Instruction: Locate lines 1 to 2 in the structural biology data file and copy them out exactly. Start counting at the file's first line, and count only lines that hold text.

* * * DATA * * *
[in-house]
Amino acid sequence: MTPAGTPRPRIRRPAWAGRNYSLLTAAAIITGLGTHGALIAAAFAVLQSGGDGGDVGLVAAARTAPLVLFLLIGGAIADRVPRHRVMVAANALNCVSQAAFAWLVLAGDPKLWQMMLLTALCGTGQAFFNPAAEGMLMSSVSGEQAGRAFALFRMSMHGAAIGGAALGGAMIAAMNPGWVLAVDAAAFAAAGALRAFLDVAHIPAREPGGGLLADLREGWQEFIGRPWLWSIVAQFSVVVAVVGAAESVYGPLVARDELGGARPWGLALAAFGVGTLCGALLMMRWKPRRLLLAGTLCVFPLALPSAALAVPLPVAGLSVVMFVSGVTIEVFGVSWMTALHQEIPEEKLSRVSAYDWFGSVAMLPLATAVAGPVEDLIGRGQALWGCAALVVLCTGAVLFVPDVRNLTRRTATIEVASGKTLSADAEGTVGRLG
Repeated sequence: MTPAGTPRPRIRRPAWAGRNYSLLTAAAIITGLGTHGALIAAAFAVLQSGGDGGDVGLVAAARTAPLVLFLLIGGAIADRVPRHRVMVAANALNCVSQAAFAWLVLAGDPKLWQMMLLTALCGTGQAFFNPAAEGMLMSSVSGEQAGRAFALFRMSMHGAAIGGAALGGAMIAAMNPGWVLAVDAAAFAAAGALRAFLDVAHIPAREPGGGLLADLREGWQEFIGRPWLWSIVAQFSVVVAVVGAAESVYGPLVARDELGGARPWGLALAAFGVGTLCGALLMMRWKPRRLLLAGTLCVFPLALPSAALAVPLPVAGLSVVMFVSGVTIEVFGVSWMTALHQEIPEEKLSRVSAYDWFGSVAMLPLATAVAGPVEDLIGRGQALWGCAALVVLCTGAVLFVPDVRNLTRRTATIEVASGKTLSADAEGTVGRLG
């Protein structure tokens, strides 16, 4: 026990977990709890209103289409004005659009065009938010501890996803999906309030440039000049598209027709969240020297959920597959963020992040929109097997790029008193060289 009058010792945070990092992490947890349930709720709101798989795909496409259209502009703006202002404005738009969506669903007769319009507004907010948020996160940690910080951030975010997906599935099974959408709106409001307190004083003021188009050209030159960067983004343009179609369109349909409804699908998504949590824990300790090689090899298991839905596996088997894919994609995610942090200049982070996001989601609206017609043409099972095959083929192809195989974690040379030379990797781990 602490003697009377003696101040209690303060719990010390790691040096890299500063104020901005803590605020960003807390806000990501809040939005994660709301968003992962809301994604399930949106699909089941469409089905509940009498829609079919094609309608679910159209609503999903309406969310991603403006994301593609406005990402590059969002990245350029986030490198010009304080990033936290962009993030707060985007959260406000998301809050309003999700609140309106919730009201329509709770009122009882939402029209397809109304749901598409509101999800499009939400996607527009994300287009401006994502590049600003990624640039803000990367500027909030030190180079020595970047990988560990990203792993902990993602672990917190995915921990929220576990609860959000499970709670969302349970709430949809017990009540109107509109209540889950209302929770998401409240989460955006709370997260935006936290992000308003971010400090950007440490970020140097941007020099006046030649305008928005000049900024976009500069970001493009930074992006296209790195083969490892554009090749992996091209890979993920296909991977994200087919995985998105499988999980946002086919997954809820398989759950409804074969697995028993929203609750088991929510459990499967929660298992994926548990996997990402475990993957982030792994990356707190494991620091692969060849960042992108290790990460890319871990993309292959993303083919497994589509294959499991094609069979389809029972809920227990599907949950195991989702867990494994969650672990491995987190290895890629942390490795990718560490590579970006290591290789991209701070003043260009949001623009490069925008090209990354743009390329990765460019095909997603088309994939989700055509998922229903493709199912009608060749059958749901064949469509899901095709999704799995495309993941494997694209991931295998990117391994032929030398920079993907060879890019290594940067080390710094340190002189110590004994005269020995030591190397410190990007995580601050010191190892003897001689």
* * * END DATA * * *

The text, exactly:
[in-house]
Amino acid sequence: MTPAGTPRPRIRRPAWAGRNYSLLTAAAIITGLGTHGALIAAAFAVLQSGGDGGDVGLVAAARTAPLVLFLLIGGAIADRVPRHRVMVAANALNCVSQAAFAWLVLAGDPKLWQMMLLTALCGTGQAFFNPAAEGMLMSSVSGEQAGRAFALFRMSMHGAAIGGAALGGAMIAAMNPGWVLAVDAAAFAAAGALRAFLDVAHIPAREPGGGLLADLREGWQEFIGRPWLWSIVAQFSVVVAVVGAAESVYGPLVARDELGGARPWGLALAAFGVGTLCGALLMMRWKPRRLLLAGTLCVFPLALPSAALAVPLPVAGLSVVMFVSGVTIEVFGVSWMTALHQEIPEEKLSRVSAYDWFGSVAMLPLATAVAGPVEDLIGRGQALWGCAALVVLCTGAVLFVPDVRNLTRRTATIEVASGKTLSADAEGTVGRLG